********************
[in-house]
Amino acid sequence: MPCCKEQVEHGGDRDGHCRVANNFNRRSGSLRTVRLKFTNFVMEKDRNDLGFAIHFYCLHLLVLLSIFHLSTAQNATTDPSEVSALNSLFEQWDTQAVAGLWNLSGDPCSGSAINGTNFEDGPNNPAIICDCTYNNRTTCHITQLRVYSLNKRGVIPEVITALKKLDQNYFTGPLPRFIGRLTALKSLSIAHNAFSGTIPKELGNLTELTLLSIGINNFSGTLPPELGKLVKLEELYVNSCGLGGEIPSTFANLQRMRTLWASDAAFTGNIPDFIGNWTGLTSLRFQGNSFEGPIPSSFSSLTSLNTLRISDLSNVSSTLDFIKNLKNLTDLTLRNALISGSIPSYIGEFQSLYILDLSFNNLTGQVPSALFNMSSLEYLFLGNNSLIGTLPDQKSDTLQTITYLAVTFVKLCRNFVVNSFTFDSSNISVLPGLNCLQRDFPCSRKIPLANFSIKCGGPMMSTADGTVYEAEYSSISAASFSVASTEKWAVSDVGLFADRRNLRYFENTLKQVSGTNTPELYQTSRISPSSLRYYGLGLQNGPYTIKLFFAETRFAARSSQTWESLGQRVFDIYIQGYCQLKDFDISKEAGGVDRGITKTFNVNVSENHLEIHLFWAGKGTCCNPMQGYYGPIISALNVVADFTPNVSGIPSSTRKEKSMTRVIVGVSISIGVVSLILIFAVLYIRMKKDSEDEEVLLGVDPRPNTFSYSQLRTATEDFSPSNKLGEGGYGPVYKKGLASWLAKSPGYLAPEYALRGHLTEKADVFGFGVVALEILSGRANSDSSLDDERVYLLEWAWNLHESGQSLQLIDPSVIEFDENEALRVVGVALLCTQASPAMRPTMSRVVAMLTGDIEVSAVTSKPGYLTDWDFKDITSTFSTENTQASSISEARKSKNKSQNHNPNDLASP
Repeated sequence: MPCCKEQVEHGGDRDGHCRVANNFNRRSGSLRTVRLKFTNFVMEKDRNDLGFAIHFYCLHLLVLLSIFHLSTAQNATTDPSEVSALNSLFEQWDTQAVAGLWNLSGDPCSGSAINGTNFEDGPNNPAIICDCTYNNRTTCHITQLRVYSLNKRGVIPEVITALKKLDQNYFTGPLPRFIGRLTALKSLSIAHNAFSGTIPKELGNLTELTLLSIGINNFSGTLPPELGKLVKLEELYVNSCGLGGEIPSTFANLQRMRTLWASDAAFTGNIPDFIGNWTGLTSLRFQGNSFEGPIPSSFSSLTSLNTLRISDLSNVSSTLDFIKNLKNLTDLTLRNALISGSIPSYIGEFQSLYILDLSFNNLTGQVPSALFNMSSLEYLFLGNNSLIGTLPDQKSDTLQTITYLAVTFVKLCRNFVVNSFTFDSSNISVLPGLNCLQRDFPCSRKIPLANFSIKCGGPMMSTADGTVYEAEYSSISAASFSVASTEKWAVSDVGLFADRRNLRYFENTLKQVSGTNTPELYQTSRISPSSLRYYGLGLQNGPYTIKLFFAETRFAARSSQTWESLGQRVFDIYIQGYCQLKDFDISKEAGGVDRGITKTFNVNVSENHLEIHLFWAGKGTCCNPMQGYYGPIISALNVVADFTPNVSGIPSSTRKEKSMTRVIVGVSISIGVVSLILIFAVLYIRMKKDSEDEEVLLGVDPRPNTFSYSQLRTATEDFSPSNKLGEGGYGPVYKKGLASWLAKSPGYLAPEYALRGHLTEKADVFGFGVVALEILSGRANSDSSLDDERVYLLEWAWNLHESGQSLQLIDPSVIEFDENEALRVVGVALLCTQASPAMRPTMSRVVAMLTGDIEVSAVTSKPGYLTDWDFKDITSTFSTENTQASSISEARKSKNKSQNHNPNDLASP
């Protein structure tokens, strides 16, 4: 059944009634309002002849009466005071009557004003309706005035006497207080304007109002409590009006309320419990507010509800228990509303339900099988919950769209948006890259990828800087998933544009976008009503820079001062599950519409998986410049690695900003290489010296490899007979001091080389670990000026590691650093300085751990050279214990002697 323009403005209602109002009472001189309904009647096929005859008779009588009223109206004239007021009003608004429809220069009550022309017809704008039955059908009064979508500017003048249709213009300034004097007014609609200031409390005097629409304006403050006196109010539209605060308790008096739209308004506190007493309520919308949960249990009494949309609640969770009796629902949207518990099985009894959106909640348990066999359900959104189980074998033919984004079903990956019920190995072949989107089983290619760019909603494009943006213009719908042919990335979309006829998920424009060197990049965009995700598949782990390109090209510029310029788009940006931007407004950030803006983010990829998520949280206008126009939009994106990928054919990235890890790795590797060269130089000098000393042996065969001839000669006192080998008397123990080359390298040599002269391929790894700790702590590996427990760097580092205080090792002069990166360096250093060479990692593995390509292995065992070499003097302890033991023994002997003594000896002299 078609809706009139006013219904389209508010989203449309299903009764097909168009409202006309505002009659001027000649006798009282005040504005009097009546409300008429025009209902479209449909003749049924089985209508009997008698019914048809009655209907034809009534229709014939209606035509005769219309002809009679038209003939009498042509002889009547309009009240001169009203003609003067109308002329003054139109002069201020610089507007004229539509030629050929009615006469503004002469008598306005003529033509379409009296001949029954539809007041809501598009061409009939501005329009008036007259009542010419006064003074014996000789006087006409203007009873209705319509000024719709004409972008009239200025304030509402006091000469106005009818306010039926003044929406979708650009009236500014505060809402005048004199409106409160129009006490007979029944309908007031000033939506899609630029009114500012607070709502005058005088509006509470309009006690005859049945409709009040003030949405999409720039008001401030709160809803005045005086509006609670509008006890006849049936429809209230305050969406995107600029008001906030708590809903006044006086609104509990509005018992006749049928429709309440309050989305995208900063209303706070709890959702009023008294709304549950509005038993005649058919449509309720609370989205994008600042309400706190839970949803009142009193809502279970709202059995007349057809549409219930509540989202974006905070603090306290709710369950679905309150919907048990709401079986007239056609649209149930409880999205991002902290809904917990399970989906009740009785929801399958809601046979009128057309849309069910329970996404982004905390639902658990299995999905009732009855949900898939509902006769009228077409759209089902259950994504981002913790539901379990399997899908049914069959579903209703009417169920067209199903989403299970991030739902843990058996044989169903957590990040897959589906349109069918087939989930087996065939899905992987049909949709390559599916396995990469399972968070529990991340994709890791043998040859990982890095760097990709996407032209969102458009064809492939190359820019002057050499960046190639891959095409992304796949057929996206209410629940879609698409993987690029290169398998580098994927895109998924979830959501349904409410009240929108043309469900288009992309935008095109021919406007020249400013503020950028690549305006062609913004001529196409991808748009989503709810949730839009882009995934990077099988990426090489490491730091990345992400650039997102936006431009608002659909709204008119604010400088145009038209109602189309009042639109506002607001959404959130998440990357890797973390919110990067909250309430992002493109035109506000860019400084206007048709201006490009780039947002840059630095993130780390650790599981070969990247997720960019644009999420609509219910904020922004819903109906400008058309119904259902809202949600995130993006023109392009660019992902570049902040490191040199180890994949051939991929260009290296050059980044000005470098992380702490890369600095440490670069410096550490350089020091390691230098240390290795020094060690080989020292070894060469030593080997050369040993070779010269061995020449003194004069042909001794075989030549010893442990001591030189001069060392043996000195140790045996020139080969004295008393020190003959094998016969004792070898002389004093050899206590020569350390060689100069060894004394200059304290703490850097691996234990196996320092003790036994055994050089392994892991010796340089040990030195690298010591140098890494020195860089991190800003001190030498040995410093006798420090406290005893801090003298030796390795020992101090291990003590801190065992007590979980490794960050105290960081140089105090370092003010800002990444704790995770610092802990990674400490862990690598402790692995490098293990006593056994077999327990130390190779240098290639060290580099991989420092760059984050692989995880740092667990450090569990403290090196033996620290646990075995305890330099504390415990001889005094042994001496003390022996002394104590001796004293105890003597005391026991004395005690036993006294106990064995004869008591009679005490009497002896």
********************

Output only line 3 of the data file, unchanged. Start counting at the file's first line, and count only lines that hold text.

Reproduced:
Repeated sequence: MPCCKEQVEHGGDRDGHCRVANNFNRRSGSLRTVRLKFTNFVMEKDRNDLGFAIHFYCLHLLVLLSIFHLSTAQNATTDPSEVSALNSLFEQWDTQAVAGLWNLSGDPCSGSAINGTNFEDGPNNPAIICDCTYNNRTTCHITQLRVYSLNKRGVIPEVITALKKLDQNYFTGPLPRFIGRLTALKSLSIAHNAFSGTIPKELGNLTELTLLSIGINNFSGTLPPELGKLVKLEELYVNSCGLGGEIPSTFANLQRMRTLWASDAAFTGNIPDFIGNWTGLTSLRFQGNSFEGPIPSSFSSLTSLNTLRISDLSNVSSTLDFIKNLKNLTDLTLRNALISGSIPSYIGEFQSLYILDLSFNNLTGQVPSALFNMSSLEYLFLGNNSLIGTLPDQKSDTLQTITYLAVTFVKLCRNFVVNSFTFDSSNISVLPGLNCLQRDFPCSRKIPLANFSIKCGGPMMSTADGTVYEAEYSSISAASFSVASTEKWAVSDVGLFADRRNLRYFENTLKQVSGTNTPELYQTSRISPSSLRYYGLGLQNGPYTIKLFFAETRFAARSSQTWESLGQRVFDIYIQGYCQLKDFDISKEAGGVDRGITKTFNVNVSENHLEIHLFWAGKGTCCNPMQGYYGPIISALNVVADFTPNVSGIPSSTRKEKSMTRVIVGVSISIGVVSLILIFAVLYIRMKKDSEDEEVLLGVDPRPNTFSYSQLRTATEDFSPSNKLGEGGYGPVYKKGLASWLAKSPGYLAPEYALRGHLTEKADVFGFGVVALEILSGRANSDSSLDDERVYLLEWAWNLHESGQSLQLIDPSVIEFDENEALRVVGVALLCTQASPAMRPTMSRVVAMLTGDIEVSAVTSKPGYLTDWDFKDITSTFSTENTQASSISEARKSKNKSQNHNPNDLASP